But really, C had served me quite well for many years, I was quite experienced with it and I could do everything I needed. Sure developing GUIs was kinda painful, but come on, what's really better.

Well, we had to develop over 280 C APIs to implement the highly repetitive, but fairly regular RTCA DO-219. So this guy wrote Python code that generated the C APIs. I had to review the Python code. I wasn't really happy about it.

Ok, there were a few things which I reluctantly had to admit were half decent. I still managed to avoid actually using Python for the duration of my stint at ARINC which lasted until 2000. In the meantime, I learned C++ and used it increasingly. It was fine, better than C in some ways, worse in others. But since it was mostly C-ish, it was okay, I didn't really have let go of the basic syntax. No matter how bad something is, most people prefer a known bad versus an unknown.

In 2000, I wasn't able to achieve the things I wanted at ARINC, so I followed that guy above to a dot bomb in DC. There was this new-fangled technology I'd heard so much about called Java. It was gonna fix all the worlds problems and there would never need to be any other programming language. It would be perfect. It would do everything but give me a blowjob if I believed the hype. (Or maybe I just missed something.)

I was quite eager to learn Java. I wanted to believe the hype. I really wanted to learn just one more language and be done with it. I had already learned BASIC, machine code, Pascal, assembly, C, shell scripting, make, C++ and others I forgot (like Prolog). I can be pretty lazy, but that's the ideal programmer, right? I even have some, um "colorful," constructive lazy solutions lurking in my closet. So if I learned just one more language, I could stop wasting my time learning a language and actually solve problems.

I already mentioned I was working at a dot bomb, so you can imagine what the business was like. OTOH, I had a lot of fun. The first week was great, I had to learn Java and Javascript and create a working web page to submit auction data. Oh, did I mention I didn't know HTML at this point either. It was great to be overwhelmed. The second week slowed down and I jumped into some awful code. It happened to be written in Java, but I can't really blame Java, ugly is ugly straight through. I've since seen even worse Java code that was Pascal, ported to C++ and then ported again to Java.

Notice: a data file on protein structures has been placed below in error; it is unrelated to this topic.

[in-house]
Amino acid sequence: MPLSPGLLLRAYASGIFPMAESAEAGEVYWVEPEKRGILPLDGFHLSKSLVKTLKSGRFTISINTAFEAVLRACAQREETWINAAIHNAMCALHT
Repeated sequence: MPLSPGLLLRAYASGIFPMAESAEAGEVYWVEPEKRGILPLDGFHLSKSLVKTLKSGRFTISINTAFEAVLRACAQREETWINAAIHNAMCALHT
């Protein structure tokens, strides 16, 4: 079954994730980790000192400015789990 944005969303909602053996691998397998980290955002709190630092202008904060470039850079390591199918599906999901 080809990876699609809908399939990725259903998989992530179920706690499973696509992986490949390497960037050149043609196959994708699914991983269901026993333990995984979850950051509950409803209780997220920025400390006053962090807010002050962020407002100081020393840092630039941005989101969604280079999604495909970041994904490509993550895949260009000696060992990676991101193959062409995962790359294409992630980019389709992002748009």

I learned a lot about Java in the next 9 months--completely lived Java. At the end of the 9 months, I was completely disgusted. The "company" was a joke and the Java hype was about as accurate as saying the Earth is flat. It had a few marginal improvements over C++, but in the hands of well qualified people it seemed to do more harm than good. We mostly used Java 1.1, with a little 1.2 at the end.

I quit the dot bomb and decided to take some time off. I figured that since I had already taken the plunge to learn a new language, I better learn one that could teach me more than Java had. Actually, I learned to ignore the hype, so it wasn't a complete waste. I figured I might as well learn Python finally. It had a few things that really made it much easier than C. Like when I needed to do something like:

    for x in range(100):
        print x,
        for y in range(100):
            print y,

I don't remember the exact code. There was more formatting, but this sort of stuff is much easier in Python (or any scripting language) than in Java or C++.

I wasn't about to work for someone else again after the dot bomb experience. Eric and me had already decided to start our own business. We were both contractors for ARINC, so it was easy to go back to being contractors/consultants. This time we were going to work together rather than as individual hired guns. He was already consulting on a short term gig and I was going to take a break.

The stock market was still doing well and I decided it was fun to watch it. I started a project to pull down stock quotes and track portfolios. I had already decided I was going to really give Python a shot (5 years of hostility was long enough). It seemed like a good match to do the portfolio app in Python.